He joined the 'C' Company, 23rd Infantry Battalion, as a Private (No.961). He was one of the Battalion originals - the 23rd Battalion was raised in Victoria in March 1915 as the third battalion of the 6th Brigade. After initial training it left Australia and arrived in Egypt to complete its training. Barnard embarked from Melbourne on board HMAT A14 Euripides on 10th May 1915.

As part of the 2nd Australian Division, the 6th Brigade landed at Anzac Cove in early September, and the 23rd Battalion was soon manning one of the most trying parts of the ANZAC frontline - Lone Pine. The fighting here was so dangerous and exhausting that battalions were relieved every day. The 23rd manned Lone Pine, alternating with the 24th Battalion, until they left Gallipoli in December 1915.

Barnard himself was admitted to hospital sick with an abscess and diarrhoea on 23rd September 1915, having been admitted to the 6th Field Ambulance a day earlier, and was considered sick enough to be put aboard the hospital ship 'Grampion' and evacuated to England on 28th September being admitted to the 2nd Southern General Hospital at Bristol on 11th October 1915.

The Battalion was posted to France in early 1916, and Barnard rejoined it on 9th March 1916. On 10th April 1916 the Battalion was moved into the line, and occupied forward trenches in the Armentieres sector in northern France. This relatively gentle introduction to the Western Front was followed in July by the battle of the Somme, with the battalion taking part in the horrific battles of Pozieres and Mouquet Farm, after which it was estimated that the Battalion lost 90 percent of its original members, however Barnard made it through unscathed.

After manning the frontline through the bleak winter of 1916-17, the battalion's next trial came at the second battle of Bullecourt in May 1917. After the failure of the first attempt to capture this town, by troops from the 4th Australian Division, the new attack was heavily rehearsed. The 23rd Battalion succeeded in capturing all of its objectives, and holding them until relieved, but, subjected to heavy counter-attacks, the first day of the battle was the battalion's single most costly of the war. Barnard is noted as AWOL from 11th May, however he then appears to have returned from hospital on 18th May. On 19th June he is again admitted to hospital this time suffering from trench fever, being admitted to the 1st London General Hospital. He was continually in and out of hospital through to 13th March 1918 when he rejoined the 23rd Battalion.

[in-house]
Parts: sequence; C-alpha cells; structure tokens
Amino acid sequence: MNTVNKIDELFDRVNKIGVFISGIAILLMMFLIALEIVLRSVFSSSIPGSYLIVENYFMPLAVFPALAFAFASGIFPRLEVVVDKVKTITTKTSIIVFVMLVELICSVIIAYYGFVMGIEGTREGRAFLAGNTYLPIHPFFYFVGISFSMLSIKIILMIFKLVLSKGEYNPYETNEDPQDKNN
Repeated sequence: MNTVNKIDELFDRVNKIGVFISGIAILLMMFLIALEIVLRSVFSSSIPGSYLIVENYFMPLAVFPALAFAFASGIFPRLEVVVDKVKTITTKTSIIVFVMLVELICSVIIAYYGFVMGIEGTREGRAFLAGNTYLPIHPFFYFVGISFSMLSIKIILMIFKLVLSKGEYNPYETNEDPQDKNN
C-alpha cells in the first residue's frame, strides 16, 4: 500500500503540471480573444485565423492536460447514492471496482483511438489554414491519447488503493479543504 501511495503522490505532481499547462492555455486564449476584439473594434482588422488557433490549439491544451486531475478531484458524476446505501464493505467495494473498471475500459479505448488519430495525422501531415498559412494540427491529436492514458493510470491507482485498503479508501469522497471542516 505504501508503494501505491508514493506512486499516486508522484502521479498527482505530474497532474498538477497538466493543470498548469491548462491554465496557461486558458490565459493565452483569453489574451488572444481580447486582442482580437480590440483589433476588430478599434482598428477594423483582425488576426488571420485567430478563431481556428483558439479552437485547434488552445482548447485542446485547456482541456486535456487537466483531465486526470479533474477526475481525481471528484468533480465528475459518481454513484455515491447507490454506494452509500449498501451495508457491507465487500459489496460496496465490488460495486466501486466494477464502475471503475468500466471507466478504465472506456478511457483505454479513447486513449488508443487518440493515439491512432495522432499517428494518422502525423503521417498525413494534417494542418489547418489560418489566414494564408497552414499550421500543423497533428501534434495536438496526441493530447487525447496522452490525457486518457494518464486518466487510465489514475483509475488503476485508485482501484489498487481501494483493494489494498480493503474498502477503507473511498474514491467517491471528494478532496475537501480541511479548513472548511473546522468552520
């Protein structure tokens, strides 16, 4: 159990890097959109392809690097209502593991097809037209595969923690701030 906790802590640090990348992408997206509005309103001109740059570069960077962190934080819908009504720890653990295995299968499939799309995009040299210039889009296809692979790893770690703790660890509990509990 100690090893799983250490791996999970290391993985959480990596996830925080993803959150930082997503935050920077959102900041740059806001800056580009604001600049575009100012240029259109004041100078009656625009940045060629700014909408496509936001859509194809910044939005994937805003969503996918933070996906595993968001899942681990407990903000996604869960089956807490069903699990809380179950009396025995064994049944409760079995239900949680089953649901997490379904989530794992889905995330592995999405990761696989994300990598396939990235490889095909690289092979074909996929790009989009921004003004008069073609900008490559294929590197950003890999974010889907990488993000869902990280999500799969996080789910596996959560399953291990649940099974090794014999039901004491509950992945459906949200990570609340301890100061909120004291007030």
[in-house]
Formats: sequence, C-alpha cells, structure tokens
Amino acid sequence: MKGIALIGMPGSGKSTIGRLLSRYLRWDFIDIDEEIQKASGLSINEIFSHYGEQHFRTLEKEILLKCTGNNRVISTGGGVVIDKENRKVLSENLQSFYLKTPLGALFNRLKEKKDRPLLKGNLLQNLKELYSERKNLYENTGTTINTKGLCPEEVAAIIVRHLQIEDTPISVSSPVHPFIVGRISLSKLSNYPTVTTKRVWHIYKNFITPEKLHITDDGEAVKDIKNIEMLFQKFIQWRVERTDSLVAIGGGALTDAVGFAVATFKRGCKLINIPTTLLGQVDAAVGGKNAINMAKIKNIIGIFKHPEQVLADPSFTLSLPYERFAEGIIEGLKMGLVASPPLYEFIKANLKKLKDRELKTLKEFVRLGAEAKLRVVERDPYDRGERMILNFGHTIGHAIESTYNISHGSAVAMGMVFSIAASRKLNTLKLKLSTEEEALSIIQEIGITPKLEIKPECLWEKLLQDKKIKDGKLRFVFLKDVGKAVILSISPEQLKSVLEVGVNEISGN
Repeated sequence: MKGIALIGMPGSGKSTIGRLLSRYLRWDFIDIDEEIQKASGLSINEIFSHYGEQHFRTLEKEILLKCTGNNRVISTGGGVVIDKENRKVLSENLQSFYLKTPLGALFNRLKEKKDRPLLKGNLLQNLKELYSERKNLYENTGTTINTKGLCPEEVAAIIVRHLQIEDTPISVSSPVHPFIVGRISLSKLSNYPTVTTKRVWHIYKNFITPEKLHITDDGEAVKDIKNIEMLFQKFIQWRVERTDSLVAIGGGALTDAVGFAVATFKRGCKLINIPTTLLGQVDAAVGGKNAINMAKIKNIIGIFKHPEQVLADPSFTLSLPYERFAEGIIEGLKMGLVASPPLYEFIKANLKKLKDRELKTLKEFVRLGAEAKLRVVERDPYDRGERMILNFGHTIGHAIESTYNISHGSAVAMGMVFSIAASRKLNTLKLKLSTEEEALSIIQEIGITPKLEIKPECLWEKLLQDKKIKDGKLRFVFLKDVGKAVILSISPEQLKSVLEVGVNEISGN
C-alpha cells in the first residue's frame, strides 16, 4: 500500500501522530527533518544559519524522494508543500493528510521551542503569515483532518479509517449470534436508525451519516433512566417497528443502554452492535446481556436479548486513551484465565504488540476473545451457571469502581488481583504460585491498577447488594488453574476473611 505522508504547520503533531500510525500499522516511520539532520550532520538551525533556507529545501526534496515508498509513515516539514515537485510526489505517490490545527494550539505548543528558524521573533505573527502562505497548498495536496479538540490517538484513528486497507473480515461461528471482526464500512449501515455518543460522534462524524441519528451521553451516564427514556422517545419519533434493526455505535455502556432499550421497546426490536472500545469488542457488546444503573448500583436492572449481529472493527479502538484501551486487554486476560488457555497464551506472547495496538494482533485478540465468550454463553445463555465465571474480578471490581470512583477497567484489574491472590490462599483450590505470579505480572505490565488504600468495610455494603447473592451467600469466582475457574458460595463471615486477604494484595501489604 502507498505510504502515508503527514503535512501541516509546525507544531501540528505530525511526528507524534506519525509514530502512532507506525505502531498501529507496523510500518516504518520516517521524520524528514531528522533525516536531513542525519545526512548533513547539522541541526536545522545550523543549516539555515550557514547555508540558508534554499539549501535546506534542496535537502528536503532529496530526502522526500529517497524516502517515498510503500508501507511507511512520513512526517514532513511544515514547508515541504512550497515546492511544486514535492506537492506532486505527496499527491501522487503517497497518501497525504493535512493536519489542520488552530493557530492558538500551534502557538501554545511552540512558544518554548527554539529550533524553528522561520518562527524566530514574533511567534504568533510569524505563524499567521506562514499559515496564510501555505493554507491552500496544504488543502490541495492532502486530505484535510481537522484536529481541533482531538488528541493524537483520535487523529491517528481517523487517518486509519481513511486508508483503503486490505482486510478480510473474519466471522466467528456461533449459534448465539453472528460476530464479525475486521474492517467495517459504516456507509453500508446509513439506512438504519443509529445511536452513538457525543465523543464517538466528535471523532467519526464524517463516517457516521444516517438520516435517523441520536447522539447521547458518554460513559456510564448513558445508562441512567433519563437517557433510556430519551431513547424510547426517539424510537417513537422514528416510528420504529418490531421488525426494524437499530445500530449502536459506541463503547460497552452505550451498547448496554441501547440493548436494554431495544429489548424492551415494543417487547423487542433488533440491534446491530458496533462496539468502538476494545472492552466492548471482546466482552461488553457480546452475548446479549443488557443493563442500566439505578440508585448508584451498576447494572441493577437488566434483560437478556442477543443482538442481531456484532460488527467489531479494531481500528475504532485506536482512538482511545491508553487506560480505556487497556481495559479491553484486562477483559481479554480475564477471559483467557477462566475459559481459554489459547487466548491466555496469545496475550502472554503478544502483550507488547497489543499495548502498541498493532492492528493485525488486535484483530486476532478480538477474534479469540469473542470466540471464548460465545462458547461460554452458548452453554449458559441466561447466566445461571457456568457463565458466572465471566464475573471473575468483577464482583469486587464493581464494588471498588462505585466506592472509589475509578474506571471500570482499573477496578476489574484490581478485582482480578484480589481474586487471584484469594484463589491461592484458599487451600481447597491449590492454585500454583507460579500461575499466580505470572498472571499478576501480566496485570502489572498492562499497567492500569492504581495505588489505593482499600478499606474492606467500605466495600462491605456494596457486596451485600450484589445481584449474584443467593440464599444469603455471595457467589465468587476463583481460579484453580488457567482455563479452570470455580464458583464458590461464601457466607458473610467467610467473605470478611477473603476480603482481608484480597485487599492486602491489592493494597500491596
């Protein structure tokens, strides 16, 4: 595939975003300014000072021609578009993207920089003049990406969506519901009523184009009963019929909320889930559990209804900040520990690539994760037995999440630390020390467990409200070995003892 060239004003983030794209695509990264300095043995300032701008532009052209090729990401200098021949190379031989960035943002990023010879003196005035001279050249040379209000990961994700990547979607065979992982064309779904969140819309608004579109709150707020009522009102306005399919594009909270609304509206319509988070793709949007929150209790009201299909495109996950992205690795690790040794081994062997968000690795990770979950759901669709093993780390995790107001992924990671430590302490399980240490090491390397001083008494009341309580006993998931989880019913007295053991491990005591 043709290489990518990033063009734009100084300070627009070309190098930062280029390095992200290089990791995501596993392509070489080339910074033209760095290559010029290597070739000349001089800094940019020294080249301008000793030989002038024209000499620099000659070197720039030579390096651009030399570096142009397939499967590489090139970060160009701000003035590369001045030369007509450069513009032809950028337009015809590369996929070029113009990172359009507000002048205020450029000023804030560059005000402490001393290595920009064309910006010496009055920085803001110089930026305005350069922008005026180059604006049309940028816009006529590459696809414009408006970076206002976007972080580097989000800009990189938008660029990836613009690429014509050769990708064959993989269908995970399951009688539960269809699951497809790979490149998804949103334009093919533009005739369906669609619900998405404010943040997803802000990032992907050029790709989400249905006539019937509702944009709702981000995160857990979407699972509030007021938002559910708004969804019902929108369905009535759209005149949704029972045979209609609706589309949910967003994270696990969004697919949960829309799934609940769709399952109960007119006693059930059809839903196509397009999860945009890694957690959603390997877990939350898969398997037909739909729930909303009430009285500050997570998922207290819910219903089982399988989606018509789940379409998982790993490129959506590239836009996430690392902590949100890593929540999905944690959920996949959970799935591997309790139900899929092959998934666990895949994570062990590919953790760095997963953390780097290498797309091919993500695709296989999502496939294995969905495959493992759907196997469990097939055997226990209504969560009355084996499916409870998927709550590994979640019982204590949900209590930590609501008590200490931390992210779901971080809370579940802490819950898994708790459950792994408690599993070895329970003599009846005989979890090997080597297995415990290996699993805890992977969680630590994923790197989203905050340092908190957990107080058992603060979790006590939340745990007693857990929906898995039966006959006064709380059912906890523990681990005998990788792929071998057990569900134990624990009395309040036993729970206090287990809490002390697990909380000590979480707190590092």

In April 1918 the 23rd helped to turn back the German spring offensive, and then took part in the battles that would mark the beginning of Germany's defeat - Hamel, Amiens, and Mont St.Quentin, the fighting for the latter resulting in the battalion's only Victoria Cross, awarded to Private Robert Mactier.

Barnard himself was decorated with the Military Medal for his bravery 'at Herleville, east of Amiens, during operations on the 18th August 1918, this man in the face of heavy machine gun fire, ran out a telephone wire and established a telephone within 20 yards of the enemy. Although the enemy were being reinforced and he was subject to severe bombing he remained at his post and directed the fire of the Stokes guns on the enemy re-inforcements coming forward with great success. His coolness and courage were of the highest standard.' His award was published in the Commonwealth Gazette No.109 on 15th September 1919.

The Battalion fought its last battle around the town of Beaurevoir between 3rd and 4th October. It left the front for the last time on the night of 5th October and was resting when the Armistice was declared on 11th November 1918. The 23rd Battalion was disbanded in Belgium on 30th April 1919, Barnard as one of the originals had returned to Australia on 9th March 1918.